These are the top three winners in the 2021 Best Illusion of the Year contest, orchestrated by the Neural Correlate Society—a nonprofit that "promotes scientific research into the neural correlates of perception and cognition."
"How we see the outside world―our perception―is generated indirectly by brain mechanisms, and so all perception is illusory to some extent," they explain. "The study of illusions is critical to how we understand sensory perception, and many ophthalmic and neurological diseases."
Above, the 2021 First Prize Winner, "The Phantom Queen" by Matt Pritchard:
The main illusion in this video shows a chess board and its reflection in a mirror. However, there's a phantom White Queen piece that only appears as a reflection, leaving a mysterious empty square in the foreground. The illusion is achieved by creating a camouflaged invisibility cloak that shields the Queen from one viewing angle. The shape and pattern of this shield also disguise its presence when viewed from a second angle that comes from the mirror's reflection. The video also shows other applications of this anamorphic camouflage to create a remarkable magical appearance and an invisible cube.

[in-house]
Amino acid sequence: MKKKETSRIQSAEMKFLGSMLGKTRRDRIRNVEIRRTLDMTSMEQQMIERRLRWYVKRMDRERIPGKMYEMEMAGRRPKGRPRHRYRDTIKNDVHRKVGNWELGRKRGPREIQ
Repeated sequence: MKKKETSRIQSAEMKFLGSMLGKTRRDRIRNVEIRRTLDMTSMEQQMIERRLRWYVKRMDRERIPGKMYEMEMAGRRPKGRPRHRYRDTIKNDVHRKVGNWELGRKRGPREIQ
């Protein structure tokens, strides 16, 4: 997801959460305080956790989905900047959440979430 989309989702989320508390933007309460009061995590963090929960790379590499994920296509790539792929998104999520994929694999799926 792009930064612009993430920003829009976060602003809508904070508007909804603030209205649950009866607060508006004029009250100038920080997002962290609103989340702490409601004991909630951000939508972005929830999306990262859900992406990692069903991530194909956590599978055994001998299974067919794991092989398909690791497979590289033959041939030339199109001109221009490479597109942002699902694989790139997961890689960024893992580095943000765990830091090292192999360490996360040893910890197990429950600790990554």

"The Changing Room Illusion" (Second Prize) by Michael A. Cohen:
The Changing Room Illusion is an example of "graduate change blindness," a phenomenon in which observers are unable to notice changes to the world around them when those changes occur gradually. In virtually all prior cases, gradual change blindness is studied by changing individual objects (e.g., a chimney disappearing or a facial expression shifting). While trying to prepare a novel example of this phenomenon for students, I realized that I could change dozens of items change without observers noticing. Overall, this illusion highlights how people may actually perceive and remember far more of the world around them than they intuitively realize.
"The Double Ring Illusion" (Third Prize) by Dawei Bai & Brent Strickland:
When two bistable rings are presented separately, they appear to move in unstable 360° rotations. However, if the same rings partially overlap, they now appear to move in stable 180° rotations, bouncing back and forth – as if they avoid passing through each other. Remarkably, when one ring is holed, in a way that the other ring can pass through the holes, the unstable 360° percept is restored. In all three cases, the rings undergo the exact same motion, but our visual system interprets the stimuli differently depending on whether the rings can traverse each other.